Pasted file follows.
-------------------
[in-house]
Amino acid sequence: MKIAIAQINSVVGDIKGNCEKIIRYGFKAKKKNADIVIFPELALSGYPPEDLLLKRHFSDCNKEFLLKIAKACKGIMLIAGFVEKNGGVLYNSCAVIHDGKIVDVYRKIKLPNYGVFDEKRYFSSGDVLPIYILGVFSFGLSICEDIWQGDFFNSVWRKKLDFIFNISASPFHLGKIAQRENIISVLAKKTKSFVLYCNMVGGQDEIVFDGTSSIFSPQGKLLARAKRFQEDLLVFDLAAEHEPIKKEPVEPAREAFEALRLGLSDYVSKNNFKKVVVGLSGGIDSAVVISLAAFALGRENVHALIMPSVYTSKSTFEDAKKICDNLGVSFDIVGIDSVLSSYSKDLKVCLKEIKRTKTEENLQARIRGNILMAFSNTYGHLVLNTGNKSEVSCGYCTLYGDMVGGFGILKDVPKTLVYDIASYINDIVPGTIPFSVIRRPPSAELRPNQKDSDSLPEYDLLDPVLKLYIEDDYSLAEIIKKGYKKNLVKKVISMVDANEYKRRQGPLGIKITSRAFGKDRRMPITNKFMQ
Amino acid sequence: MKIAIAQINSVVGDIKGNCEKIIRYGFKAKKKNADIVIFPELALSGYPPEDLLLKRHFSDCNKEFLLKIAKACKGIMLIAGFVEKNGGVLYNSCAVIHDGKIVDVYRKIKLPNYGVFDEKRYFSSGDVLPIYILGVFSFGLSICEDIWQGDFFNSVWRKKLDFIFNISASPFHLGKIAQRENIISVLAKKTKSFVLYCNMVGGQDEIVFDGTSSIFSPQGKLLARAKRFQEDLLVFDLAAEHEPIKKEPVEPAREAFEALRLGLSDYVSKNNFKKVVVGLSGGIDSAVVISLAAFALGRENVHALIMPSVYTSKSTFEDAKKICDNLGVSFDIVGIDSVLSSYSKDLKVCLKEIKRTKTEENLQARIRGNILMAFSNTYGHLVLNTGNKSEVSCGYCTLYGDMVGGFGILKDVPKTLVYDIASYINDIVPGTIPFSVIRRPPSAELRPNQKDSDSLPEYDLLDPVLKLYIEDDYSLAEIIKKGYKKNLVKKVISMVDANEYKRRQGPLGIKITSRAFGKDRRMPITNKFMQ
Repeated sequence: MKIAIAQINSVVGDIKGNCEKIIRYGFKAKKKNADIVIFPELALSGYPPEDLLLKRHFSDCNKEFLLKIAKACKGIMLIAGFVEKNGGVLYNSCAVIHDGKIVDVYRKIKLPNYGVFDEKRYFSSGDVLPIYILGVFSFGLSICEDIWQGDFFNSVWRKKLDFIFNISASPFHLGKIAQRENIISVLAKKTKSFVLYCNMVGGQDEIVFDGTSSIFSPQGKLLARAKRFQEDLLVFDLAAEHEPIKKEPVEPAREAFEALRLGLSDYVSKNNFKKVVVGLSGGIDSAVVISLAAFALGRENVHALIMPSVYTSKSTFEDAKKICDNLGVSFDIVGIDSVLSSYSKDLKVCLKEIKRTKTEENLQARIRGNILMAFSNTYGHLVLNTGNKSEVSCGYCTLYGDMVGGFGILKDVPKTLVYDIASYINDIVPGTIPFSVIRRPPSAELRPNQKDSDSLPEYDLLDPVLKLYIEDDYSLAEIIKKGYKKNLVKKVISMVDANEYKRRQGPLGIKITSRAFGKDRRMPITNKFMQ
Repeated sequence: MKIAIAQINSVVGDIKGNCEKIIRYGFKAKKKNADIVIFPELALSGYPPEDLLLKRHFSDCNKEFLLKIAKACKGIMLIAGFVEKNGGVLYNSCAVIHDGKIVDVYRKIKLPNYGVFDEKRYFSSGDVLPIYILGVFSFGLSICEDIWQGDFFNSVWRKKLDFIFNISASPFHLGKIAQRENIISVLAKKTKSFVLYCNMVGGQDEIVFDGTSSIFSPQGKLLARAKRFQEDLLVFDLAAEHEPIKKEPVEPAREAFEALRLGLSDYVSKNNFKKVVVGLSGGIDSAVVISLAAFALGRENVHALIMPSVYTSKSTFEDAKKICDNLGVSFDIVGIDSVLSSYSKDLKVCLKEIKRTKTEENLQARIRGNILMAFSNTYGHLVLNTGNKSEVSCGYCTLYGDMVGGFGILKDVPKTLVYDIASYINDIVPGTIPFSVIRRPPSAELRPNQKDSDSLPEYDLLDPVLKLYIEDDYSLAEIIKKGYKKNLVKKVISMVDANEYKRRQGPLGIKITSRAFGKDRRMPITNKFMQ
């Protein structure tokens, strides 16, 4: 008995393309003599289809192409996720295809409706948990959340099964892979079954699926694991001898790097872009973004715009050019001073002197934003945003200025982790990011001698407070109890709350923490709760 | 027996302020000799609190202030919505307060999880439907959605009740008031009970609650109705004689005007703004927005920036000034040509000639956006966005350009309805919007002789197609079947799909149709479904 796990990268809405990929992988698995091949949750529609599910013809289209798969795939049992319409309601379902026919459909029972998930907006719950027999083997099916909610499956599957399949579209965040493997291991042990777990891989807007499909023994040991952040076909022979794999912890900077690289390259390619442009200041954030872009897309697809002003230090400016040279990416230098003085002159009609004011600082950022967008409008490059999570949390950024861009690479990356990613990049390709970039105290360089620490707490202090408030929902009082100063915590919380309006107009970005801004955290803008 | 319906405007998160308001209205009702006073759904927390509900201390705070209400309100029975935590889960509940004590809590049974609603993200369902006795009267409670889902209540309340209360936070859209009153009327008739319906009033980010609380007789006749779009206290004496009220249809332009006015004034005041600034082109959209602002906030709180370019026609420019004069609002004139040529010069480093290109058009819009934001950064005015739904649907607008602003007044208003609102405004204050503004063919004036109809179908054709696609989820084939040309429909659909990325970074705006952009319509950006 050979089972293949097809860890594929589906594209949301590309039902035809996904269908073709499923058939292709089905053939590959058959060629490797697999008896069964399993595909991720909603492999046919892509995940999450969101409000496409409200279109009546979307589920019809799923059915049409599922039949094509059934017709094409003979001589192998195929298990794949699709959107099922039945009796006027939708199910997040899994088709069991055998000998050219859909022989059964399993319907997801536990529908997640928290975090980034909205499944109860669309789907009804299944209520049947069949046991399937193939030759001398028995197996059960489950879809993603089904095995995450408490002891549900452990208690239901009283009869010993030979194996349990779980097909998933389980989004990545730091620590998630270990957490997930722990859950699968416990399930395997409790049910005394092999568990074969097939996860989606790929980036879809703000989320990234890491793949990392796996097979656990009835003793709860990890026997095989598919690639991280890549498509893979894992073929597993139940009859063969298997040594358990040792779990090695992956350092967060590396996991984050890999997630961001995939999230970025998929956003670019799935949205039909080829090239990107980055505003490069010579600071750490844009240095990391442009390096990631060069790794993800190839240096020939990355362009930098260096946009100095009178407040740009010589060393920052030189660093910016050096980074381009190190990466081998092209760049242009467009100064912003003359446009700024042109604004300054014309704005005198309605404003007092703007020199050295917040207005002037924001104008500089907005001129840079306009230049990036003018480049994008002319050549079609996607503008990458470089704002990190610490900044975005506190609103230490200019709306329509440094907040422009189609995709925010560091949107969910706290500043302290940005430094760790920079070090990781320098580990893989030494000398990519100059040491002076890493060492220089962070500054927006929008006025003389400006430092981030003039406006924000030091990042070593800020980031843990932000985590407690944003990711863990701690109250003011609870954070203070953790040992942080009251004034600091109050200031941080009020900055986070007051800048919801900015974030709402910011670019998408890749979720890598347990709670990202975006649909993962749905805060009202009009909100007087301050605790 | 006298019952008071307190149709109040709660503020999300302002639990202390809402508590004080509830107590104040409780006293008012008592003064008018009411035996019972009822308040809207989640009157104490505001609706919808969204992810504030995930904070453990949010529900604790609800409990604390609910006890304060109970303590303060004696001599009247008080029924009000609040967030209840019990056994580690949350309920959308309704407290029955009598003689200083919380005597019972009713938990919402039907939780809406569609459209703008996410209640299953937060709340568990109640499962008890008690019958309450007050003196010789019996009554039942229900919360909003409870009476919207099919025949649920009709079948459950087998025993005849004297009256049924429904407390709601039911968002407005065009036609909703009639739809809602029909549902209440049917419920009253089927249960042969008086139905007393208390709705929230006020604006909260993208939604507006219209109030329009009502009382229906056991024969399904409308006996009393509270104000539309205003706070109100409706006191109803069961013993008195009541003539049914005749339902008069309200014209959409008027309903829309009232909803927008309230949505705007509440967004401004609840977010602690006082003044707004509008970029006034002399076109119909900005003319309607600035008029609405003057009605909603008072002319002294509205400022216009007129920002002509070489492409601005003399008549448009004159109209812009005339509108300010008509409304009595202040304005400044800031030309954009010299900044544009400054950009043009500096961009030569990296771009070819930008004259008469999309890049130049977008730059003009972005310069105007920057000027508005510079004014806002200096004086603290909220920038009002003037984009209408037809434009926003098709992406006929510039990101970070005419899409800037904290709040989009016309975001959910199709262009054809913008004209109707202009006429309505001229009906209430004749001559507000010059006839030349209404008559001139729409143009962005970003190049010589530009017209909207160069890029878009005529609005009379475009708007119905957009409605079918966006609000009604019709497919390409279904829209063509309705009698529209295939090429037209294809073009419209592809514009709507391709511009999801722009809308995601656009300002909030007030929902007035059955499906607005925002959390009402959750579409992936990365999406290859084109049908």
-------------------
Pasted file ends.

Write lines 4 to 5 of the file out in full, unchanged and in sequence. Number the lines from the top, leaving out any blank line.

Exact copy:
Repeated sequence: MKIAIAQINSVVGDIKGNCEKIIRYGFKAKKKNADIVIFPELALSGYPPEDLLLKRHFSDCNKEFLLKIAKACKGIMLIAGFVEKNGGVLYNSCAVIHDGKIVDVYRKIKLPNYGVFDEKRYFSSGDVLPIYILGVFSFGLSICEDIWQGDFFNSVWRKKLDFIFNISASPFHLGKIAQRENIISVLAKKTKSFVLYCNMVGGQDEIVFDGTSSIFSPQGKLLARAKRFQEDLLVFDLAAEHEPIKKEPVEPAREAFEALRLGLSDYVSKNNFKKVVVGLSGGIDSAVVISLAAFALGRENVHALIMPSVYTSKSTFEDAKKICDNLGVSFDIVGIDSVLSSYSKDLKVCLKEIKRTKTEENLQARIRGNILMAFSNTYGHLVLNTGNKSEVSCGYCTLYGDMVGGFGILKDVPKTLVYDIASYINDIVPGTIPFSVIRRPPSAELRPNQKDSDSLPEYDLLDPVLKLYIEDDYSLAEIIKKGYKKNLVKKVISMVDANEYKRRQGPLGIKITSRAFGKDRRMPITNKFMQ
Repeated sequence: MKIAIAQINSVVGDIKGNCEKIIRYGFKAKKKNADIVIFPELALSGYPPEDLLLKRHFSDCNKEFLLKIAKACKGIMLIAGFVEKNGGVLYNSCAVIHDGKIVDVYRKIKLPNYGVFDEKRYFSSGDVLPIYILGVFSFGLSICEDIWQGDFFNSVWRKKLDFIFNISASPFHLGKIAQRENIISVLAKKTKSFVLYCNMVGGQDEIVFDGTSSIFSPQGKLLARAKRFQEDLLVFDLAAEHEPIKKEPVEPAREAFEALRLGLSDYVSKNNFKKVVVGLSGGIDSAVVISLAAFALGRENVHALIMPSVYTSKSTFEDAKKICDNLGVSFDIVGIDSVLSSYSKDLKVCLKEIKRTKTEENLQARIRGNILMAFSNTYGHLVLNTGNKSEVSCGYCTLYGDMVGGFGILKDVPKTLVYDIASYINDIVPGTIPFSVIRRPPSAELRPNQKDSDSLPEYDLLDPVLKLYIEDDYSLAEIIKKGYKKNLVKKVISMVDANEYKRRQGPLGIKITSRAFGKDRRMPITNKFMQ